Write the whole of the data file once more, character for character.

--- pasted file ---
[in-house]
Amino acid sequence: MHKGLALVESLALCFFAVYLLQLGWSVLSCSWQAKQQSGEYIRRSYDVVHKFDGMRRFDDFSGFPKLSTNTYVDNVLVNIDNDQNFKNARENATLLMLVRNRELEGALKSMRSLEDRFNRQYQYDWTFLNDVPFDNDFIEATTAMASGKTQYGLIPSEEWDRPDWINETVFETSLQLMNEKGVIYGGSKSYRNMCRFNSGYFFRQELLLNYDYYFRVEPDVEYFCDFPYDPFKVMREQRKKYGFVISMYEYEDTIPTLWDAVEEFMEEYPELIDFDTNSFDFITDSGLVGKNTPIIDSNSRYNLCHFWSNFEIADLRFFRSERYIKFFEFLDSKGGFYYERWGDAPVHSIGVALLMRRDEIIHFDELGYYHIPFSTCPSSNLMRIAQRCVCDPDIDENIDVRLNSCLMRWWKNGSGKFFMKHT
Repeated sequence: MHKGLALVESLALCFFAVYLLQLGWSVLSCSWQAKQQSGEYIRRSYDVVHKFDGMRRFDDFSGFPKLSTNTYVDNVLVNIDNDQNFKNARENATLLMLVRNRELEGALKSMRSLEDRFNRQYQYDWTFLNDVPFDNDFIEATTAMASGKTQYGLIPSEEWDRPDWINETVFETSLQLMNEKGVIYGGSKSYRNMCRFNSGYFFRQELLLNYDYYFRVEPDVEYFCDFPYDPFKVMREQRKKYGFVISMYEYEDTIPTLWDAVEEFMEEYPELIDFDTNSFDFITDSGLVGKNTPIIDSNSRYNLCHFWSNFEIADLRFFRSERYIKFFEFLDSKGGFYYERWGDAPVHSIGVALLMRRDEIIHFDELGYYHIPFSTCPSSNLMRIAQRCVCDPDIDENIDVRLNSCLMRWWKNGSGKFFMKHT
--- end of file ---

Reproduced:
[in-house]
Amino acid sequence: MHKGLALVESLALCFFAVYLLQLGWSVLSCSWQAKQQSGEYIRRSYDVVHKFDGMRRFDDFSGFPKLSTNTYVDNVLVNIDNDQNFKNARENATLLMLVRNRELEGALKSMRSLEDRFNRQYQYDWTFLNDVPFDNDFIEATTAMASGKTQYGLIPSEEWDRPDWINETVFETSLQLMNEKGVIYGGSKSYRNMCRFNSGYFFRQELLLNYDYYFRVEPDVEYFCDFPYDPFKVMREQRKKYGFVISMYEYEDTIPTLWDAVEEFMEEYPELIDFDTNSFDFITDSGLVGKNTPIIDSNSRYNLCHFWSNFEIADLRFFRSERYIKFFEFLDSKGGFYYERWGDAPVHSIGVALLMRRDEIIHFDELGYYHIPFSTCPSSNLMRIAQRCVCDPDIDENIDVRLNSCLMRWWKNGSGKFFMKHT
Repeated sequence: MHKGLALVESLALCFFAVYLLQLGWSVLSCSWQAKQQSGEYIRRSYDVVHKFDGMRRFDDFSGFPKLSTNTYVDNVLVNIDNDQNFKNARENATLLMLVRNRELEGALKSMRSLEDRFNRQYQYDWTFLNDVPFDNDFIEATTAMASGKTQYGLIPSEEWDRPDWINETVFETSLQLMNEKGVIYGGSKSYRNMCRFNSGYFFRQELLLNYDYYFRVEPDVEYFCDFPYDPFKVMREQRKKYGFVISMYEYEDTIPTLWDAVEEFMEEYPELIDFDTNSFDFITDSGLVGKNTPIIDSNSRYNLCHFWSNFEIADLRFFRSERYIKFFEFLDSKGGFYYERWGDAPVHSIGVALLMRRDEIIHFDELGYYHIPFSTCPSSNLMRIAQRCVCDPDIDENIDVRLNSCLMRWWKNGSGKFFMKHT